An early estimate for 2015 forecasts global dividends to hit $1.24 trillion, with headline growth of just over 4 percent, marking a decline in growth of over 66 percent.
"Despite the uncertain outlook for economic growth in 2015, we expect another good year of dividend growth, albeit at a slower rate than this year," head of global equity income at Henderson Global Investors, Alex Crooke said.
After a bumper second quarter in Europe, dividend pay-outs fell by 4.6 percent year on year on a headline basis in the third quarter, after a lower number of special dividends.
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While the third quarter is typically the smallest quarter ofthe year for dividend payments from Europe, but a number of large firms moved or cancelled their payouts making for an especially subdued quarter
One factor behind this subdued forecast for dividends is the world economy. Last month, the International Monetary Fund (IMF) cut its global growth forecasts for 2014 and 2015 and warned that the world may never return to the pace of expansion seen before the financial crisis.
The IMF said it expected global growth to be 3.3 percent in 2014, 0.4 points lower than it was predicting in the April and 0.1 points down on interim forecasts made in July. A pick-up in the rate of expansion to 3.8 percent is forecast for 2015, down from 3.9 percent in the earlier April forecast and 4 percent in July.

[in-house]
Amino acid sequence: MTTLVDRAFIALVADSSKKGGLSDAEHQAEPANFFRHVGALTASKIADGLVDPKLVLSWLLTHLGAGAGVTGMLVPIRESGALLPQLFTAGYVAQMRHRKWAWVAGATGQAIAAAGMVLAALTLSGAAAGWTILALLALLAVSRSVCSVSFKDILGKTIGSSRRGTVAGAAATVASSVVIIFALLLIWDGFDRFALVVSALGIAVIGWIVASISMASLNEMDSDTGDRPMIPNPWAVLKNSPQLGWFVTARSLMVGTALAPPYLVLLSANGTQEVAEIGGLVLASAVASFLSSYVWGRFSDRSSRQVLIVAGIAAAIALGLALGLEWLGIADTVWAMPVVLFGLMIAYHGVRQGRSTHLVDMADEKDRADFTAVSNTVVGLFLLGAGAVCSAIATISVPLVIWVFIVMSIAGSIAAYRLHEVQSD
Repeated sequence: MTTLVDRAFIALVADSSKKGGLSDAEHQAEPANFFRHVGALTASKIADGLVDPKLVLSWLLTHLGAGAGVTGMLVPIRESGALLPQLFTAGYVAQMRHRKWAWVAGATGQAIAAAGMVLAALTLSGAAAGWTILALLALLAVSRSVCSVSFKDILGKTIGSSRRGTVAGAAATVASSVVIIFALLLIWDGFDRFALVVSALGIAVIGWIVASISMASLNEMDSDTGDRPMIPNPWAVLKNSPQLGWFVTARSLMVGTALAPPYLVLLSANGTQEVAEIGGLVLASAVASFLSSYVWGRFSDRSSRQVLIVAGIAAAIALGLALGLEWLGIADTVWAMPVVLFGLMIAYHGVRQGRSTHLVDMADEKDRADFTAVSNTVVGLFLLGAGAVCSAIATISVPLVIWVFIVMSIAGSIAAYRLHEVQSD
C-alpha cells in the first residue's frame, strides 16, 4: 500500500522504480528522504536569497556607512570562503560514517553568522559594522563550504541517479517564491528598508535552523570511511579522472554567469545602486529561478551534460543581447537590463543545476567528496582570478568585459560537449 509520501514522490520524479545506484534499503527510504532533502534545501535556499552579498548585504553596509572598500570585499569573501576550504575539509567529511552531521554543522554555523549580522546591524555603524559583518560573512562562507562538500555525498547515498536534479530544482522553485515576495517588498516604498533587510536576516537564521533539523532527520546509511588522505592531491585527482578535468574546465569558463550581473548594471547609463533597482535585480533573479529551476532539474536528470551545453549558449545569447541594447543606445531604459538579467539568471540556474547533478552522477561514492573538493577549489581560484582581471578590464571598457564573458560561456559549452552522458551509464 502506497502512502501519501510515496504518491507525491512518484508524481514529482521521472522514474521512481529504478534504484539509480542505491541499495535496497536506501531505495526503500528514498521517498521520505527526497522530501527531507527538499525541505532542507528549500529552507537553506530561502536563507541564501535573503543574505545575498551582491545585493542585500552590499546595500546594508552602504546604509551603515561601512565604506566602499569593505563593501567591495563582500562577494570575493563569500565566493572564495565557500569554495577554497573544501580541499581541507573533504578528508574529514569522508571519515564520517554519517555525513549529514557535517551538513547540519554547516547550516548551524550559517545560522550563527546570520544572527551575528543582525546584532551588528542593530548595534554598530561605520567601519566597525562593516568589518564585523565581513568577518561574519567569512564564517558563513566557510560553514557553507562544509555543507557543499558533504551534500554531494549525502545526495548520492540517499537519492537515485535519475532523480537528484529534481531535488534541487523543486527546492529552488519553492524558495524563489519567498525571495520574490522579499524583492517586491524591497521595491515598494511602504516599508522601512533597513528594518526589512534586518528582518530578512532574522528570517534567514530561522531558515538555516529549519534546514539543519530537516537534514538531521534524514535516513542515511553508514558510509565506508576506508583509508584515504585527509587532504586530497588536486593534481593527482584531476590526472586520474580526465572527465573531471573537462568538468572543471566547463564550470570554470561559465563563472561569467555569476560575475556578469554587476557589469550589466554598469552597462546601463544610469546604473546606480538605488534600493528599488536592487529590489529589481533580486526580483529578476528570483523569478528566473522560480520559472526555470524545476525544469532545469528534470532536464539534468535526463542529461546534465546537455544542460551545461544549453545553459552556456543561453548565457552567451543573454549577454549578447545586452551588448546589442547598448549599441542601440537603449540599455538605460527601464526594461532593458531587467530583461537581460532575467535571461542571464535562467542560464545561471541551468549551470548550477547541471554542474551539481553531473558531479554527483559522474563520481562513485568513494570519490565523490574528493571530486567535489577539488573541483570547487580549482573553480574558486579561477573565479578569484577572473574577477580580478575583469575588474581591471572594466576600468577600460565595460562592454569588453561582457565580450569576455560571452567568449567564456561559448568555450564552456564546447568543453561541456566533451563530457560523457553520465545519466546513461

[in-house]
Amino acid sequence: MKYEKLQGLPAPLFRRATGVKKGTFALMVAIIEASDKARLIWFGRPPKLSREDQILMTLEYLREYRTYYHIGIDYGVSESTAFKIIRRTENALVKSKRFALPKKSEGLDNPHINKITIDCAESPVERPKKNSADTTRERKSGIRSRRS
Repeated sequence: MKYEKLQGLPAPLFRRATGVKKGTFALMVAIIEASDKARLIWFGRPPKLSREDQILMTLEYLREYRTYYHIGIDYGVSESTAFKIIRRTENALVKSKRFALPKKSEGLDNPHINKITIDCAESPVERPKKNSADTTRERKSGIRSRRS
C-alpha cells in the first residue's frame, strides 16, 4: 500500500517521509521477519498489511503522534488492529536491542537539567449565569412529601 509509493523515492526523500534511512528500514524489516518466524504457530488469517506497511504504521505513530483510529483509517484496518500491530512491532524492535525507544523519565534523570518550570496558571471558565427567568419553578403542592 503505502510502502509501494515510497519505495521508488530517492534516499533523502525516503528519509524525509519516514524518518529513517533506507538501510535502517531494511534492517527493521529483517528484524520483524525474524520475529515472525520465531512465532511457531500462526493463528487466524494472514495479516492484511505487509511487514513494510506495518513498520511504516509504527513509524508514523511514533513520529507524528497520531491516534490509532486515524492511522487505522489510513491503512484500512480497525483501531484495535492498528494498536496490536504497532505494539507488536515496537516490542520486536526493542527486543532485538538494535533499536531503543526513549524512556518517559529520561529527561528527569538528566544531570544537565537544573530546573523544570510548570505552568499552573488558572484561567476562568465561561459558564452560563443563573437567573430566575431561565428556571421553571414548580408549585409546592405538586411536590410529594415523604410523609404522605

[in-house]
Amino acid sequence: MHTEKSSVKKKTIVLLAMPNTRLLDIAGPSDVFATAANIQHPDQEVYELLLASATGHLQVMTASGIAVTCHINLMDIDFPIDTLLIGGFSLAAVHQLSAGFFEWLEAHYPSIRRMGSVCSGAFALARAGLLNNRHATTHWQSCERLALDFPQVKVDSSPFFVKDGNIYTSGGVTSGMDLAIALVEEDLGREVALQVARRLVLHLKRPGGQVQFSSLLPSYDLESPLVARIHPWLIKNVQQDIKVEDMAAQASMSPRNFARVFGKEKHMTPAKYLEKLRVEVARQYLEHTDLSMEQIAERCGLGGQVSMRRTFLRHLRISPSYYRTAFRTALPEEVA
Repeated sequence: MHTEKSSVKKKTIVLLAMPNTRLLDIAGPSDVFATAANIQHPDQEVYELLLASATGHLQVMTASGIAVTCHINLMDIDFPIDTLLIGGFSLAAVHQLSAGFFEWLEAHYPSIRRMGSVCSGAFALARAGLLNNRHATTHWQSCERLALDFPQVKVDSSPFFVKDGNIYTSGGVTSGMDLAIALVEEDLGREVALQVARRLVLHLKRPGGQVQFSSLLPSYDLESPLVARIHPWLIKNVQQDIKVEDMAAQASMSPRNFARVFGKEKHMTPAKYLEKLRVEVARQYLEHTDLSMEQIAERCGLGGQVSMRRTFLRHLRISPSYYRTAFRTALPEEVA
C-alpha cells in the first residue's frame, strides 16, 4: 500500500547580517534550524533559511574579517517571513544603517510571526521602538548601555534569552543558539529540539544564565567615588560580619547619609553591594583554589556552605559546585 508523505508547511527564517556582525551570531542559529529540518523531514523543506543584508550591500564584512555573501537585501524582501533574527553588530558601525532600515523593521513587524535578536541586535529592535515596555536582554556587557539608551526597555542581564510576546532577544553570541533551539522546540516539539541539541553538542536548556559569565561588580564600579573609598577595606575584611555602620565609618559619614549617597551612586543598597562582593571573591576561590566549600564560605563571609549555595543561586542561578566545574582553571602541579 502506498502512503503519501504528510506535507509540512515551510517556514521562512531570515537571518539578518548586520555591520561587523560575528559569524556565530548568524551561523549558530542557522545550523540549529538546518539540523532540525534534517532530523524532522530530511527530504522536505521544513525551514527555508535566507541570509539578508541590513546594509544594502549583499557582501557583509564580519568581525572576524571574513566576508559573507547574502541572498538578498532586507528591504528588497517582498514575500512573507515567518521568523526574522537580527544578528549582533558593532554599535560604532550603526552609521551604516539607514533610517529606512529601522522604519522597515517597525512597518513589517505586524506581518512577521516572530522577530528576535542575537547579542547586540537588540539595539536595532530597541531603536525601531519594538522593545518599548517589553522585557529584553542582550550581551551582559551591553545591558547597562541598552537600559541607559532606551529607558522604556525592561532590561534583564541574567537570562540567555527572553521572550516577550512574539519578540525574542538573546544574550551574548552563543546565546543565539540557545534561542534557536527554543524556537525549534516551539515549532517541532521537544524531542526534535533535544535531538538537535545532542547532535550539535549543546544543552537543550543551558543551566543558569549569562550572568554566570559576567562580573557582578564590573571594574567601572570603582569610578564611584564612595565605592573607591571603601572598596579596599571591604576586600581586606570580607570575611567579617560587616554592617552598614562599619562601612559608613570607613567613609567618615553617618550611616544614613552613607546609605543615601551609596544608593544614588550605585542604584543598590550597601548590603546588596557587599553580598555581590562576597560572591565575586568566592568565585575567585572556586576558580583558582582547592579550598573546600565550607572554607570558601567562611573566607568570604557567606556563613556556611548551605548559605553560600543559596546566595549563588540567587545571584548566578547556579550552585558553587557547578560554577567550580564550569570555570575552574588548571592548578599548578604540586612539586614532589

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The U.S. remained the main engine of global dividend growth, as firms paid out 11.4 percent more year on year at a headline level, a total of $87.4 billion according to Henderson.
Similar to Europe, U.S. special dividends fell in the third quarter and were $930 million lower than a year ago, which acted as a drag on the headline growth, the report said.
"The U.S. is particularly impressive, as American firms increase dividend payouts helped by rising profits. Globally, investors should reap approximately $133billion more in dividends this year than last," Crooke said.
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Currency movements deducted 0.3 percentage points from the quarter's dividends, equivalent to $765 million, following currency gains in the first and second quarter dividends.
A weaker euro brought a small loss, while gains from the pound (at $1.3 billion) were significantly smaller than of late, as that currency began to decline against the dollar, the report found.
The rapid growth in European dividends in 2014 is unlikely to be repeated next year, the group said as "many uncertainties" remain for the outlook for the world economy in 2015.
"We do not attempt to predict the future movement in currencies. But, even if currencies do not move from their current level, they will prove a small drag on the translated US dollar value of global dividends next year," the report found.